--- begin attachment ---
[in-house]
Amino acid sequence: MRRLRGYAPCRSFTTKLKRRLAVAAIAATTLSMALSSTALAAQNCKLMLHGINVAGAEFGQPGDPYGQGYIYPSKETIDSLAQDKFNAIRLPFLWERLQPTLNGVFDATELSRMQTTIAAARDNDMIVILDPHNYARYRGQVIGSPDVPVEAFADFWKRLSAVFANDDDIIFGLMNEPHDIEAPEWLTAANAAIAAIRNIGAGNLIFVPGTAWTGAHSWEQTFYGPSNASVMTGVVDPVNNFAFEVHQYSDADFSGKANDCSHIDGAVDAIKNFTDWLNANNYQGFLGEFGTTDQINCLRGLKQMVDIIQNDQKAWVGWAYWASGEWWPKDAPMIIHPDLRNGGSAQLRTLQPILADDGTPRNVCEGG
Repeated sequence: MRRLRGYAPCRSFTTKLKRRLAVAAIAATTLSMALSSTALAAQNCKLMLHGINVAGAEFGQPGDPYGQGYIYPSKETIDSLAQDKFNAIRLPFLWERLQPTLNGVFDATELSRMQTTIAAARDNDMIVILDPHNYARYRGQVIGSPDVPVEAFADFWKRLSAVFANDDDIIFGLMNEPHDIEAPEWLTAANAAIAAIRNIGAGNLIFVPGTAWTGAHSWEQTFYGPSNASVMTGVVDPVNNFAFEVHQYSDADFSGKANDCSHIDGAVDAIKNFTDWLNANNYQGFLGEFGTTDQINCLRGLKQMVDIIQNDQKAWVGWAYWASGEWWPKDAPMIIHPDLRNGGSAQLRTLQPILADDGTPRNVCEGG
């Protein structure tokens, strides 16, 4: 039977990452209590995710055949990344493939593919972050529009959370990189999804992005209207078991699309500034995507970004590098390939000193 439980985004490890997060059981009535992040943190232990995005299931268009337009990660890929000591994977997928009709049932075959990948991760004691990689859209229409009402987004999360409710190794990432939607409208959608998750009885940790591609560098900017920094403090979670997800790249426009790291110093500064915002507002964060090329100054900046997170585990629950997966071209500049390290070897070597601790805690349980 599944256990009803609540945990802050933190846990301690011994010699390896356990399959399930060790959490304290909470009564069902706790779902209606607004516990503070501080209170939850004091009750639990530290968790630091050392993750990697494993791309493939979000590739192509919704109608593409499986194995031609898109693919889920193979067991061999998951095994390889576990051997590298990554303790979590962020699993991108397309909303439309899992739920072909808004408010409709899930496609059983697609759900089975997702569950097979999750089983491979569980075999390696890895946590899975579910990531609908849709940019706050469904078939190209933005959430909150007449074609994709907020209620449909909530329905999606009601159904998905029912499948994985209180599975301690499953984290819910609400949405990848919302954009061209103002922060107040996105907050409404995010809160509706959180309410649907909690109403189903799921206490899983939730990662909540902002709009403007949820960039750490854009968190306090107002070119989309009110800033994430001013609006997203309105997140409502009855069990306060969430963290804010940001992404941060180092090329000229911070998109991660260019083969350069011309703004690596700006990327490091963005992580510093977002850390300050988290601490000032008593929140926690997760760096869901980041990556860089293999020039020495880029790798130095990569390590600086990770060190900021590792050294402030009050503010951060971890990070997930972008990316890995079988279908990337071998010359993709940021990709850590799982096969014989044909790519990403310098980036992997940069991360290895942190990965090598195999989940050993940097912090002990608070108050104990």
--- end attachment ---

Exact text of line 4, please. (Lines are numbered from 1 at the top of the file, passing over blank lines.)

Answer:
């Protein structure tokens, strides 16, 4: 039977990452209590995710055949990344493939593919972050529009959370990189999804992005209207078991699309500034995507970004590098390939000193 439980985004490890997060059981009535992040943190232990995005299931268009337009990660890929000591994977997928009709049932075959990948991760004691990689859209229409009402987004999360409710190794990432939607409208959608998750009885940790591609560098900017920094403090979670997800790249426009790291110093500064915002507002964060090329100054900046997170585990629950997966071209500049390290070897070597601790805690349980 599944256990009803609540945990802050933190846990301690011994010699390896356990399959399930060790959490304290909470009564069902706790779902209606607004516990503070501080209170939850004091009750639990530290968790630091050392993750990697494993791309493939979000590739192509919704109608593409499986194995031609898109693919889920193979067991061999998951095994390889576990051997590298990554303790979590962020699993991108397309909303439309899992739920072909808004408010409709899930496609059983697609759900089975997702569950097979999750089983491979569980075999390696890895946590899975579910990531609908849709940019706050469904078939190209933005959430909150007449074609994709907020209620449909909530329905999606009601159904998905029912499948994985209180599975301690499953984290819910609400949405990848919302954009061209103002922060107040996105907050409404995010809160509706959180309410649907909690109403189903799921206490899983939730990662909540902002709009403007949820960039750490854009968190306090107002070119989309009110800033994430001013609006997203309105997140409502009855069990306060969430963290804010940001992404941060180092090329000229911070998109991660260019083969350069011309703004690596700006990327490091963005992580510093977002850390300050988290601490000032008593929140926690997760760096869901980041990556860089293999020039020495880029790798130095990569390590600086990770060190900021590792050294402030009050503010951060971890990070997930972008990316890995079988279908990337071998010359993709940021990709850590799982096969014989044909790519990403310098980036992997940069991360290895942190990965090598195999989940050993940097912090002990608070108050104990």